Bird Watching May Reduce Anxiety and Depression


Don’t just stop and smell the roses — sit and feed the birds. According to new research, bird watching could lead to better mental health. In fact, just a short time spent in natural surroundings can greatly reduce reports of anxiety and depression.

The University of Exeter, the British Trust for Ornithology, and the University of Queensland conducted a study on the effects that bird watching and being surrounded by shrubs and greenery could have on the mental health of an individual. What they found was that people who lived in neighborhoods that had greater amounts of birds and foliage were much less likely to report being depressed or anxious.

Credit: Nick de Guzman/Flickr, CC BY 2.0

Over 200 people participated in the research, coming from large varieties of income, social status, race and age. These people reported on their mental health throughout the study, and their neighborhoods were observed to find out how many birds were generally seen throughout the day. The results showed that people who saw more birds and spent more time outdoors reported better levels of mental health, primarily in depression and anxiety symptoms.

In addition, the study found that if people spent less time outside one week than they did the week before, they were more likely to report that they were depressed or had anxious thoughts.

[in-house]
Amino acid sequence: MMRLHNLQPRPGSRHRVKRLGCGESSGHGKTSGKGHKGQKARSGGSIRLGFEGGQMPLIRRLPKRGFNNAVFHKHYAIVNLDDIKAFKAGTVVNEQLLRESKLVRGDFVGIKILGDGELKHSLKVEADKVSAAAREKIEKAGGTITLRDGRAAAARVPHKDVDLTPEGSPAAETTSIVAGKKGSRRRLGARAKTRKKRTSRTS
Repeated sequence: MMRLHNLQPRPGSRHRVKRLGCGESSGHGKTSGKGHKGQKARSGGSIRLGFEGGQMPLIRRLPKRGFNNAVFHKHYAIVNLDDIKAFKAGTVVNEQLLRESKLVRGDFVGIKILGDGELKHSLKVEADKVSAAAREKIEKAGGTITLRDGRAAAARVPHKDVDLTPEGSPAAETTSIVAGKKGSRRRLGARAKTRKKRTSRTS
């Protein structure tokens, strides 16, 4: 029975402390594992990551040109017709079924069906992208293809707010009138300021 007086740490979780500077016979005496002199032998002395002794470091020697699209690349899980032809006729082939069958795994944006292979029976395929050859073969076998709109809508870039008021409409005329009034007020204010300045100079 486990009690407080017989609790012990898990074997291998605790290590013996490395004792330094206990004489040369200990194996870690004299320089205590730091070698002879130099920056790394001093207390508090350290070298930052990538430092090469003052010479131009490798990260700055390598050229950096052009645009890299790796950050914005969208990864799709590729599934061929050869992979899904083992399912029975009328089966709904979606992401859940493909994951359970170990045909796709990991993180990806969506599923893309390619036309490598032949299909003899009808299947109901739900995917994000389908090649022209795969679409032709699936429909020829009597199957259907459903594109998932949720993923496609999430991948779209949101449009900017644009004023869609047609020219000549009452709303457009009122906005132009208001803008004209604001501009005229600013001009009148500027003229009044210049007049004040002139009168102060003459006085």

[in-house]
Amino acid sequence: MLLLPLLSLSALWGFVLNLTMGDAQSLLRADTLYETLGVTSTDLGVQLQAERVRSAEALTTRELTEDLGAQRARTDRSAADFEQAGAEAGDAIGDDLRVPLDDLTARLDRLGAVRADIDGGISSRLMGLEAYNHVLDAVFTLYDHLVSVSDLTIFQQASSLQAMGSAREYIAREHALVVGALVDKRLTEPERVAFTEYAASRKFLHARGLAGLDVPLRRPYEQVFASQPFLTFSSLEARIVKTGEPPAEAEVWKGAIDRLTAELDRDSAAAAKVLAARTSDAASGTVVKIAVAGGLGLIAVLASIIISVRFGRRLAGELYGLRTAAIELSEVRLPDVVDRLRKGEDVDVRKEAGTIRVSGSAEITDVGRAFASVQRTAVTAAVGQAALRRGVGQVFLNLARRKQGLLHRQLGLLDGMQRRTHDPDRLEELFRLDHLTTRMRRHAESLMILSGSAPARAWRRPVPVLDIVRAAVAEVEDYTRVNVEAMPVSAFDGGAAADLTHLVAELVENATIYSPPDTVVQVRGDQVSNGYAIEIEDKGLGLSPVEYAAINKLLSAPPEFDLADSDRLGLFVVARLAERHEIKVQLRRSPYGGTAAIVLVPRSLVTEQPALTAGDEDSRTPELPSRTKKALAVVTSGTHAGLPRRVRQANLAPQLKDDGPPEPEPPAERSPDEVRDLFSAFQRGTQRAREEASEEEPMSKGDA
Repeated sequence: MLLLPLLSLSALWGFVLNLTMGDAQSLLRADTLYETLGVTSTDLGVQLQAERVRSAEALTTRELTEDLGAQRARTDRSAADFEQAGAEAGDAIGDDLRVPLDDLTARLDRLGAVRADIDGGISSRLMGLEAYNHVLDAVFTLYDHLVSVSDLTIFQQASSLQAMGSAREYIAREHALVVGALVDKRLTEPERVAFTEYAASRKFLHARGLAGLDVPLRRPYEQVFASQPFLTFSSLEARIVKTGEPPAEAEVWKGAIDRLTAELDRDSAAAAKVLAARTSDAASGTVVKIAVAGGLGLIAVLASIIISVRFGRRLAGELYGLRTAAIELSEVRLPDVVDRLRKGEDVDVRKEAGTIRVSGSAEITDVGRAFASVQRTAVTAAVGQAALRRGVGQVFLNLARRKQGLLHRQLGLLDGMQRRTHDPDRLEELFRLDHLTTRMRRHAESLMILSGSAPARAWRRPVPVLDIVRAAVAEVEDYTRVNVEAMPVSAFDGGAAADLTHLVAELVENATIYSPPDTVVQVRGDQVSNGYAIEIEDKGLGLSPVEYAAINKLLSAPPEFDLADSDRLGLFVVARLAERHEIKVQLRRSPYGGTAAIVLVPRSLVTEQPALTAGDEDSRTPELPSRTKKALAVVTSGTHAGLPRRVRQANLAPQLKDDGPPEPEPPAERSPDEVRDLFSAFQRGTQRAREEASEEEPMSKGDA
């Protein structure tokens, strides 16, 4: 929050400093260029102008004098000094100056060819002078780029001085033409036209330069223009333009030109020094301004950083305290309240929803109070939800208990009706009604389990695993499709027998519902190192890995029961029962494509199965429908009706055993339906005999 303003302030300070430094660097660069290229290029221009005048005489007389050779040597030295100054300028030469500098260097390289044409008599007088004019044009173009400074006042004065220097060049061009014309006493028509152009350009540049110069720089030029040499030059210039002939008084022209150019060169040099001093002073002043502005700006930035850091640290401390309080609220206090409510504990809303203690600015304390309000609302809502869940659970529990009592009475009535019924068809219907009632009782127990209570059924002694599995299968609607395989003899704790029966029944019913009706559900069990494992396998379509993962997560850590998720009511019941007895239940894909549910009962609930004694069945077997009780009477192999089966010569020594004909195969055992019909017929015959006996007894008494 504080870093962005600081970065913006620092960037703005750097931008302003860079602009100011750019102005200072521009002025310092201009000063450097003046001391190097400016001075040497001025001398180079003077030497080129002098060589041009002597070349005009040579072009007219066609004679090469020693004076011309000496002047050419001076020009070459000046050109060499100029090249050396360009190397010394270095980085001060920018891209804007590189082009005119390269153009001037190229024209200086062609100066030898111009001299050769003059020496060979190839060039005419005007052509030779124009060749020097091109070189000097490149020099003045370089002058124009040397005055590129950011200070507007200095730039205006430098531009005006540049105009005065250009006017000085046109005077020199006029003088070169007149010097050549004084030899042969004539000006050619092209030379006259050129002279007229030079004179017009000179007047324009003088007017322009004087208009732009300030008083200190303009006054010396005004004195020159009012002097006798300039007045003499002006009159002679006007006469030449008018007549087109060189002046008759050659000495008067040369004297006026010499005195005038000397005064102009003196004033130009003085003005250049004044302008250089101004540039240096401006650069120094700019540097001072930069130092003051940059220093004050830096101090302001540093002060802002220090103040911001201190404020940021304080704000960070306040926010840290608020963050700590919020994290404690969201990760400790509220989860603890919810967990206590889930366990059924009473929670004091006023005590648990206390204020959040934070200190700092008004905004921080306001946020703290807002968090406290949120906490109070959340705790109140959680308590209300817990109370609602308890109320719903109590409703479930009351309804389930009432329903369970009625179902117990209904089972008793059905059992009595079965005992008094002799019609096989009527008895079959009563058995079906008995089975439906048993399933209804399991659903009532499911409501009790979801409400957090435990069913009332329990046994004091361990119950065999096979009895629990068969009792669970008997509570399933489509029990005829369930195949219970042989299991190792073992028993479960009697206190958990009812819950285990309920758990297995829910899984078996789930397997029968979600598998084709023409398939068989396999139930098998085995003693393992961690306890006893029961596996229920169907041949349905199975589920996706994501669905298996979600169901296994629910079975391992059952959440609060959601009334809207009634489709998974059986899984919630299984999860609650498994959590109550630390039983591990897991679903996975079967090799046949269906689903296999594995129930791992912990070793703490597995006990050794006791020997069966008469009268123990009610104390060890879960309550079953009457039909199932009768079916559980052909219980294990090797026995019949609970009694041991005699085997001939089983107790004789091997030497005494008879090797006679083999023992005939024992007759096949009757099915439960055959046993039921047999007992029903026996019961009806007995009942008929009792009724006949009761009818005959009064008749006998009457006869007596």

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Robins were reported as frequently seen by participants in the study. Credit: Richard Evea/Flickr, CC BY-SA 2.0

There were several types of birds observed by the participants, the most common of which being blackbirds, robins and crows. However, there was no direct correlation between the type of bird seen and the effect that it had on the individual. Instead, it was found that the number of birds played a role, as well as the time of day that the birds were seen.

Extensive surveys and observation showed that the more birds were seen in the afternoon, the more positive the report. If the participants spotted birds through their window, in their neighborhood, or while they were out during the afternoon, they generally seemed happier and healthier.

“This study starts to unpick the role that some key components of nature play for our mental well-being,” said Dr. Daniel Cox, lead researcher of the study. “Birds around the home, and nature in general, show great promise in preventative health care, making cities healthier, happier places to live.”

Credit: Steven Taschuk/Flickr, CC BY 2.0

Other studies have suggested the importance of nature as a way to promote mental health and reduce symptoms of mental illness. In fact, Stanford researchers have shown that walking for 90 minutes in a natural setting or wooded area decreases activity in the part of the brain that causes depression. It is in urban settings and the absence of nature that people are more likely to develop mental issues or to report a likelihood of mental illness.

The simple act of taking an afternoon break to observe nature, or working near a window through which trees and birds can be seen, can make a huge difference in mental health. It is important for offices and homes to allow natural light to enter in order to increase productivity and promote mental health.

Related: Exercise Can Help People Fight Depression, Study Says